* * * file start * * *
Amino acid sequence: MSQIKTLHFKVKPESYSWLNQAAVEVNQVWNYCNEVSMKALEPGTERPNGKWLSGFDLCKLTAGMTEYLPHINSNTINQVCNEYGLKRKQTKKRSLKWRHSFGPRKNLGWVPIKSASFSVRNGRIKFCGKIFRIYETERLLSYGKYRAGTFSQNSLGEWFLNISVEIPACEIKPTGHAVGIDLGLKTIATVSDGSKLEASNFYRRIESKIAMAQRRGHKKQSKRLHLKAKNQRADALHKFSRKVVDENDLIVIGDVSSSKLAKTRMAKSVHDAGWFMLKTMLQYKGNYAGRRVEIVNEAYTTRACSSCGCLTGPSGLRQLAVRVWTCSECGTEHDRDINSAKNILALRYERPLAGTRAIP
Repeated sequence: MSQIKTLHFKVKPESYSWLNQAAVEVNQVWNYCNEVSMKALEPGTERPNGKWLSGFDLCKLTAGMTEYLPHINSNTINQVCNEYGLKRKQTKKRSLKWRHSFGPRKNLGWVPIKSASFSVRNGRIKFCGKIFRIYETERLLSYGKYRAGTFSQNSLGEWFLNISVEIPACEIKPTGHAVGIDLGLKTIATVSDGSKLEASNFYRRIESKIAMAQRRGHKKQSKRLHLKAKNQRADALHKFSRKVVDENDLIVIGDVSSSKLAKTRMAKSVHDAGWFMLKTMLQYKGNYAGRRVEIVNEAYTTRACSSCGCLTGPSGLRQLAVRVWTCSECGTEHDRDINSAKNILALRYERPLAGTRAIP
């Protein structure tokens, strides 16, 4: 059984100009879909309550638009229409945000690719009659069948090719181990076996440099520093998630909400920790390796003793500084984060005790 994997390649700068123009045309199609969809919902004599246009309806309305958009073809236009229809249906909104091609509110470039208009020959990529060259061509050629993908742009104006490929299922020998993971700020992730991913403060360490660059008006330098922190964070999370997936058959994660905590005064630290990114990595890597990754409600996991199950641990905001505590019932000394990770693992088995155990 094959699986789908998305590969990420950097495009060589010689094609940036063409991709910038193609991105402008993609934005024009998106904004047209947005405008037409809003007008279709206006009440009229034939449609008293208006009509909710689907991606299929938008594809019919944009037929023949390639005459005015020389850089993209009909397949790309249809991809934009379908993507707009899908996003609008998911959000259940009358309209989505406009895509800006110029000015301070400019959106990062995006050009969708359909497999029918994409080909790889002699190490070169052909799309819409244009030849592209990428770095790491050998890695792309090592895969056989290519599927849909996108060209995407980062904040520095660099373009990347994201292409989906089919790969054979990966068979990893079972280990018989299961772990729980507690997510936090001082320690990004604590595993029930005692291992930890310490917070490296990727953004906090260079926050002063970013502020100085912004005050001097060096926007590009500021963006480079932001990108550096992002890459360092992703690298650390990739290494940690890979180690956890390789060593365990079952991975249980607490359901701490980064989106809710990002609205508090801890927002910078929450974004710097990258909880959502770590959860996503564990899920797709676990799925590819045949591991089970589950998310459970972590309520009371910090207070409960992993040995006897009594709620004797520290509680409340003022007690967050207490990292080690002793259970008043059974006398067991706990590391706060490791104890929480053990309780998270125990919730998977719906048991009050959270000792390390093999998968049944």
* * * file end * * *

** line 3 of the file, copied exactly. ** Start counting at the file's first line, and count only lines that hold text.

């Protein structure tokens, strides 16, 4: 059984100009879909309550638009229409945000690719009659069948090719181990076996440099520093998630909400920790390796003793500084984060005790 994997390649700068123009045309199609969809919902004599246009309806309305958009073809236009229809249906909104091609509110470039208009020959990529060259061509050629993908742009104006490929299922020998993971700020992730991913403060360490660059008006330098922190964070999370997936058959994660905590005064630290990114990595890597990754409600996991199950641990905001505590019932000394990770693992088995155990 094959699986789908998305590969990420950097495009060589010689094609940036063409991709910038193609991105402008993609934005024009998106904004047209947005405008037409809003007008279709206006009440009229034939449609008293208006009509909710689907991606299929938008594809019919944009037929023949390639005459005015020389850089993209009909397949790309249809991809934009379908993507707009899908996003609008998911959000259940009358309209989505406009895509800006110029000015301070400019959106990062995006050009969708359909497999029918994409080909790889002699190490070169052909799309819409244009030849592209990428770095790491050998890695792309090592895969056989290519599927849909996108060209995407980062904040520095660099373009990347994201292409989906089919790969054979990966068979990893079972280990018989299961772990729980507690997510936090001082320690990004604590595993029930005692291992930890310490917070490296990727953004906090260079926050002063970013502020100085912004005050001097060096926007590009500021963006480079932001990108550096992002890459360092992703690298650390990739290494940690890979180690956890390789060593365990079952991975249980607490359901701490980064989106809710990002609205508090801890927002910078929450974004710097990258909880959502770590959860996503564990899920797709676990799925590819045949591991089970589950998310459970972590309520009371910090207070409960992993040995006897009594709620004797520290509680409340003022007690967050207490990292080690002793259970008043059974006398067991706990590391706060490791104890929480053990309780998270125990919730998977719906048991009050959270000792390390093999998968049944």